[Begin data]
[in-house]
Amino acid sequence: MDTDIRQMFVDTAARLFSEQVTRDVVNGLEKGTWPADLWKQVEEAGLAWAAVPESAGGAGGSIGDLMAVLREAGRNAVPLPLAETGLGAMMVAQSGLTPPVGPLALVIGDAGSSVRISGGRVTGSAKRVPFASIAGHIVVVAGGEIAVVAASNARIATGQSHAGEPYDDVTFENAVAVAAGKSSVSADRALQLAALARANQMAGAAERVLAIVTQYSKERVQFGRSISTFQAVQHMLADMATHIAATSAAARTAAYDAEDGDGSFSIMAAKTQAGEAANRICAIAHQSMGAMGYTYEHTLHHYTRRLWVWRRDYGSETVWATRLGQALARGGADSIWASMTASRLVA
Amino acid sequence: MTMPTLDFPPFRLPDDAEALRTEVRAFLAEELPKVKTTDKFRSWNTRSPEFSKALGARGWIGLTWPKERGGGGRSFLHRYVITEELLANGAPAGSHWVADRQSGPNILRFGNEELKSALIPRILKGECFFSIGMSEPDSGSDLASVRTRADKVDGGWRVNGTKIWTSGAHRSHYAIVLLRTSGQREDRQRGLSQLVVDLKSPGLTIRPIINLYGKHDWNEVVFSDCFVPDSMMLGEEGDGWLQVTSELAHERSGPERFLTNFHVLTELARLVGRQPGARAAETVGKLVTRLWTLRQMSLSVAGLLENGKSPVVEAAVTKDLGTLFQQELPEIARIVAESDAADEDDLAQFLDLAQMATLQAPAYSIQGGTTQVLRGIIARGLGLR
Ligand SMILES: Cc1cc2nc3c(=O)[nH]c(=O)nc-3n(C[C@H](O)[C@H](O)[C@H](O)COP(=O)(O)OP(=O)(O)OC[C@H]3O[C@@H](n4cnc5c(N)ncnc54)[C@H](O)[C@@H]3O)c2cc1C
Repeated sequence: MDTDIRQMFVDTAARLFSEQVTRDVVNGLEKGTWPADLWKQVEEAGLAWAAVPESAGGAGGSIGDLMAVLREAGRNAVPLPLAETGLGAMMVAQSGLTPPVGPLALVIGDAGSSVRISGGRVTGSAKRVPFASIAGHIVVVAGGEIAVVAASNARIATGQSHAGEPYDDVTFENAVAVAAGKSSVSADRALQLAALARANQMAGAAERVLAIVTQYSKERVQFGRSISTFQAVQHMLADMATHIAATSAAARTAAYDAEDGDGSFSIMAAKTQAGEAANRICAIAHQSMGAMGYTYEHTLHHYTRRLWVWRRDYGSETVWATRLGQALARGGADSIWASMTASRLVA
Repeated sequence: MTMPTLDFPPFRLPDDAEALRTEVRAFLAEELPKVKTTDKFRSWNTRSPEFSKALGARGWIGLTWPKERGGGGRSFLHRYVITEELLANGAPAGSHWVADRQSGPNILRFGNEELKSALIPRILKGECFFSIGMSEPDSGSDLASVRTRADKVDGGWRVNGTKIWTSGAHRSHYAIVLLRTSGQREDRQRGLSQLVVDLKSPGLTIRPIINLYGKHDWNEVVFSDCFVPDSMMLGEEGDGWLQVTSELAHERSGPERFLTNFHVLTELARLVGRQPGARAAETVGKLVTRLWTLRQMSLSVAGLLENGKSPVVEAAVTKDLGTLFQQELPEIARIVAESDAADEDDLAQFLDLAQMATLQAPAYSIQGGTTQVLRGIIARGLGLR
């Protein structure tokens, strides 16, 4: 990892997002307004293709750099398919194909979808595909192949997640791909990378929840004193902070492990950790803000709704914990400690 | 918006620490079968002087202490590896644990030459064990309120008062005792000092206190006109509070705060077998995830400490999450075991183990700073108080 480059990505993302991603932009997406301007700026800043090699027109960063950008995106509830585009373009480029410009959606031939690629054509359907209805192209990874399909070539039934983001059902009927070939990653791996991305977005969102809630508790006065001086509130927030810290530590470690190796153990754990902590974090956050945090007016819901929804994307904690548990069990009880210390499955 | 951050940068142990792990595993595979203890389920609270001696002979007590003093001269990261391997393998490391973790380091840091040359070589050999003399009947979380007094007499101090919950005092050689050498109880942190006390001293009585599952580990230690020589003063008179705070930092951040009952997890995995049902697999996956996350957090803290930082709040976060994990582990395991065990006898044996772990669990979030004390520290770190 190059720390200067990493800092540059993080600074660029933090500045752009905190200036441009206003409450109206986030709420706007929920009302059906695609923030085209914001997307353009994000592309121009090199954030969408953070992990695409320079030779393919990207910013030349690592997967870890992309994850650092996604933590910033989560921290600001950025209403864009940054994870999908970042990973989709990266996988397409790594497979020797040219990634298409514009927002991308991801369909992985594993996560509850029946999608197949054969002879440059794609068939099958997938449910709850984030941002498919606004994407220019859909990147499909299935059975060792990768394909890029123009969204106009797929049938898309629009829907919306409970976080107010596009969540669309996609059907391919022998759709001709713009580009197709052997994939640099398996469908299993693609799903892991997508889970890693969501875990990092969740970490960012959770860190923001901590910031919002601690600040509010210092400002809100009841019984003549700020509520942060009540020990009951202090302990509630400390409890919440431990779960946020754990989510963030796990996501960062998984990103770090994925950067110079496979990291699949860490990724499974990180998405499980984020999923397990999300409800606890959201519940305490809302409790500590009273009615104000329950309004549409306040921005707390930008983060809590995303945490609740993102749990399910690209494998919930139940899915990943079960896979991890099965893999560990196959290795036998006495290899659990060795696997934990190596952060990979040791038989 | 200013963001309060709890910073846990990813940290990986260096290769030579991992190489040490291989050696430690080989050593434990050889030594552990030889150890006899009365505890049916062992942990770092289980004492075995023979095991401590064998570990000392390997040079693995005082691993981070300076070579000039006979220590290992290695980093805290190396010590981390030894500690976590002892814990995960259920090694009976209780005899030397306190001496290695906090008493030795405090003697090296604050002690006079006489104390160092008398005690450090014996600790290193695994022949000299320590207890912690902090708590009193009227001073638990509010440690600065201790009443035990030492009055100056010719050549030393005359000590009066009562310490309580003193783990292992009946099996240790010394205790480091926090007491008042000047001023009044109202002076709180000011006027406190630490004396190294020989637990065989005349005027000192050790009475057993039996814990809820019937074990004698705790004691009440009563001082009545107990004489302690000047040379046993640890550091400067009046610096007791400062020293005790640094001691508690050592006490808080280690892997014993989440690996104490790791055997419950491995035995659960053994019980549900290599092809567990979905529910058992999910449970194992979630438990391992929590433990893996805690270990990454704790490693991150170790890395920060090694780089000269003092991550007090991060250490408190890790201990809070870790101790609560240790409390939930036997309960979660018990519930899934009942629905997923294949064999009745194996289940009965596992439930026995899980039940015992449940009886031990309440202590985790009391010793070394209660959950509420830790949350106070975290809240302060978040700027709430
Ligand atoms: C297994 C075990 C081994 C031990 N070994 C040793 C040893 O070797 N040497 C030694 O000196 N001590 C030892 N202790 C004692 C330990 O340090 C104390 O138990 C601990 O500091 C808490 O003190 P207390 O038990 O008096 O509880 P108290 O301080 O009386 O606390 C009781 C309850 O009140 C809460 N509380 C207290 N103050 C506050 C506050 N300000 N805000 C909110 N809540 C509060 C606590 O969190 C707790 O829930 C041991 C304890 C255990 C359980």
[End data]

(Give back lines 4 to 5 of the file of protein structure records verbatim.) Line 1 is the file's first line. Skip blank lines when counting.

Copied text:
Ligand SMILES: Cc1cc2nc3c(=O)[nH]c(=O)nc-3n(C[C@H](O)[C@H](O)[C@H](O)COP(=O)(O)OP(=O)(O)OC[C@H]3O[C@@H](n4cnc5c(N)ncnc54)[C@H](O)[C@@H]3O)c2cc1C
Repeated sequence: MDTDIRQMFVDTAARLFSEQVTRDVVNGLEKGTWPADLWKQVEEAGLAWAAVPESAGGAGGSIGDLMAVLREAGRNAVPLPLAETGLGAMMVAQSGLTPPVGPLALVIGDAGSSVRISGGRVTGSAKRVPFASIAGHIVVVAGGEIAVVAASNARIATGQSHAGEPYDDVTFENAVAVAAGKSSVSADRALQLAALARANQMAGAAERVLAIVTQYSKERVQFGRSISTFQAVQHMLADMATHIAATSAAARTAAYDAEDGDGSFSIMAAKTQAGEAANRICAIAHQSMGAMGYTYEHTLHHYTRRLWVWRRDYGSETVWATRLGQALARGGADSIWASMTASRLVA